McConnell Suggests Dropping Biggest Sticking Points to Reach COVID-19 Relief Deal

Sen. Josh Hawley, R-Mo., is urging President Trump to veto any coronavirus aid bill that does not include direct payments.

Patrick Semansky/AP


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Patrick Semansky/AP

Sen. Josh Hawley, R-Mo., is urging President Trump to veto any coronavirus aid bill that does not include direct payments.

Patrick Semansky/AP

Updated at 3:05 p.m. ET

Senate Majority Leader Mitch McConnell, R-Ky., says Democrats and Republicans negotiating a Coronavirus relief bill should set aside the two most significant partisan demands and reach a deal on the remaining elements.

Republicans have rejected Democrats’ demands for $150 billion in funding for state and local governments and Democrats have been equally opposed to a GOP request for a liability waiver for COVID-19 related lawsuits.

“What I recommend is we set aside liability and set aside state and local and pass those things that we can agree on knowing full well we’ll be back at this after the first of the year,” McConnell said at a press conference in the Capitol. “We can’t leave without doing a covid bill -–the country needs it.”

The comments are a significant departure for McConnell who has insisted on liability limits for months.

Congressional leaders are working to finalize the details of a narrow, short-term coronavirus aid package, but some lawmakers are making a last-minute push to add a fresh round of stimulus checks to the deal.

McConnell and House Speaker Nancy Pelosi, D-Calif., have said they hope to include coronavirus relief in a year-end spending bill. The deadline for that legislation is this Friday but lawmakers released short term legislation today that would give them until Dec. 18 to reach a deal.

The current negotiations are focused on a $908 billion bipartisan plan that includes more money for small businesses, additional federal unemployment benefits and money for testing, vaccine distribution and schools. Republican leaders have insisted that any coronavirus bill be limited in scope, but Sen. Josh Hawley, R-Mo., told reporters this week that he is urging President Trump to veto any bill that doesn’t include checks for individual Americans.

“I continue to be flummoxed as to why there aren’t any direct payments on it. Everybody supported this in March,” Hawley said. “It’s the most useful, helpful and, frankly, popular aspect.”

The legislation under consideration would extend widely used safety net programs like $300 per week in federal unemployment benefits, a ban on evictions from properties with federally backed mortgages and a pause on student loan payments. All of those programs are set to expire at the end of December.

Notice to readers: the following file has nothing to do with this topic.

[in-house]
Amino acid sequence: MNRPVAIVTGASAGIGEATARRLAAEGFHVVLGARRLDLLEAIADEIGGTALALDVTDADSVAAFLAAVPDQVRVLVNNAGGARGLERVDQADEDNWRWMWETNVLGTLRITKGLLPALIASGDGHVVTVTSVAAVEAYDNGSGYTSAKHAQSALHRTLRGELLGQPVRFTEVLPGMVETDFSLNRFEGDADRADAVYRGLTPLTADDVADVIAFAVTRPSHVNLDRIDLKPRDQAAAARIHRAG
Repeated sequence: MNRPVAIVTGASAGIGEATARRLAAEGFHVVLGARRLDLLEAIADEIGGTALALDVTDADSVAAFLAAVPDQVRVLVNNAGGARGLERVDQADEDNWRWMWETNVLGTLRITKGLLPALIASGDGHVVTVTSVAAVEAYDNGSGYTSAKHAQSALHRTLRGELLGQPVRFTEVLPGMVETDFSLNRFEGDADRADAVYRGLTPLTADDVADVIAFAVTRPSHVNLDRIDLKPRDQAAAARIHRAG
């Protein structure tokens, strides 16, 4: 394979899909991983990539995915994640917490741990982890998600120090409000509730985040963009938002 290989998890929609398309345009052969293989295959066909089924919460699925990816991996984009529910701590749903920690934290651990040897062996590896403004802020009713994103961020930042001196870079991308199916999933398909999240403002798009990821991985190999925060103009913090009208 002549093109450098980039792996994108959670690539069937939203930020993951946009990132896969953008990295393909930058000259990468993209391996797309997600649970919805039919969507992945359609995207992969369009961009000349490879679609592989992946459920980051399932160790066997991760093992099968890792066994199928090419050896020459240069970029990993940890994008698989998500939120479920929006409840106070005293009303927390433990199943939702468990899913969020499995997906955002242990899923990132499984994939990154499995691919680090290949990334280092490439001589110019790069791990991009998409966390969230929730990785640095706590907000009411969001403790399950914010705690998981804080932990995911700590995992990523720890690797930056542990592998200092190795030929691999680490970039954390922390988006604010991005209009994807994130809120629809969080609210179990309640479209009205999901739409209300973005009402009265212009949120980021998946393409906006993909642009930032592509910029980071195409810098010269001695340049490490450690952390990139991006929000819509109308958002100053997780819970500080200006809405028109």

But leaders had avoided discussions of more stimulus checks to help ease passage in the Senate where GOP leaders have insisted on keeping funding under $1 trillion. The last round of $1,200 checks that were approved in the CARES Act in March cost the government about $293 billion, according to the Congressional Budget Office.

Sen. Susan Collins, R-Maine, one of the negotiators working on a bipartisan COVID-19 bill, told reporters that direct checks are not part of the current discussion.

“I know there’s considerable public support for it, but right now we’re targeting struggling families, failing businesses, health care workers,” Collins said. “We don’t have a stimulus check to every single person, regardless of need.”

Trump has supported the idea of new checks in the past, including an October tweet demanding a new round of checks as a standalone bill.

But Trump isn’t directly involved in the current talks and has tasked White House chief of staff Mark Meadows and Treasury Secretary Steven Mnuchin with overseeing the negotiations.

Hawley isn’t alone in arguing for fresh payments. Democrats such as Rep. Alexandria Ocasio-Cortez, D-N.Y., have been calling for more payments, arguing that people who are at risk of eviction need more than a halt to the proceedings that could leave them homeless.

“What I have real concerns about is the American people thinking Congress struck a deal we’re getting COVID relief, and then their lives changing very little, if nothing on a material basis,” Ocasio-Cortez told a reporter pool on Capitol Hill last week, acknowledging that something is better than nothing, but added, “If they don’t get a stimulus check, then relief isn’t going to be felt in their lives. Not in a substantive way.”

Ocasio-Cortez said she will support the legislation, which includes money for hospitals and hard-hit state and local governments, but she thinks Congress needs to do more.

Adding another round of similar checks would increase the total cost of the package currently being negotiated by nearly one-third. The push from Hawley comes as leaders are narrowing in on a deal but remain in conflict over GOP demands to ban COVID-19 related liability lawsuits.

Democrats included a new round of direct payments in the two larger coronavirus aid packages that passed the House in May and October. The bipartisan bill that is being used as a starting point for the current negotiations does not include the checks. Democrats generally support adding checks to the talks if Senate Republicans will agree, according to several aides.

Sen. Bernie Sanders, I-Vt., told reporters he’s talked to Hawley and is working “24/7 right now with anybody and everybody” to get stimulus checks added to any deal.

“I think Trump supporters out there like everybody else are hurting right now. Many have lost their jobs, many are struggling with issues of eviction. They want that $1,200, and I hope that the Republican leadership and members of the Republican caucus understand that,” Sanders said.

Democrats are hoping to pass a new round of aid quickly after President-elect Joe Biden takes office on Jan. 20.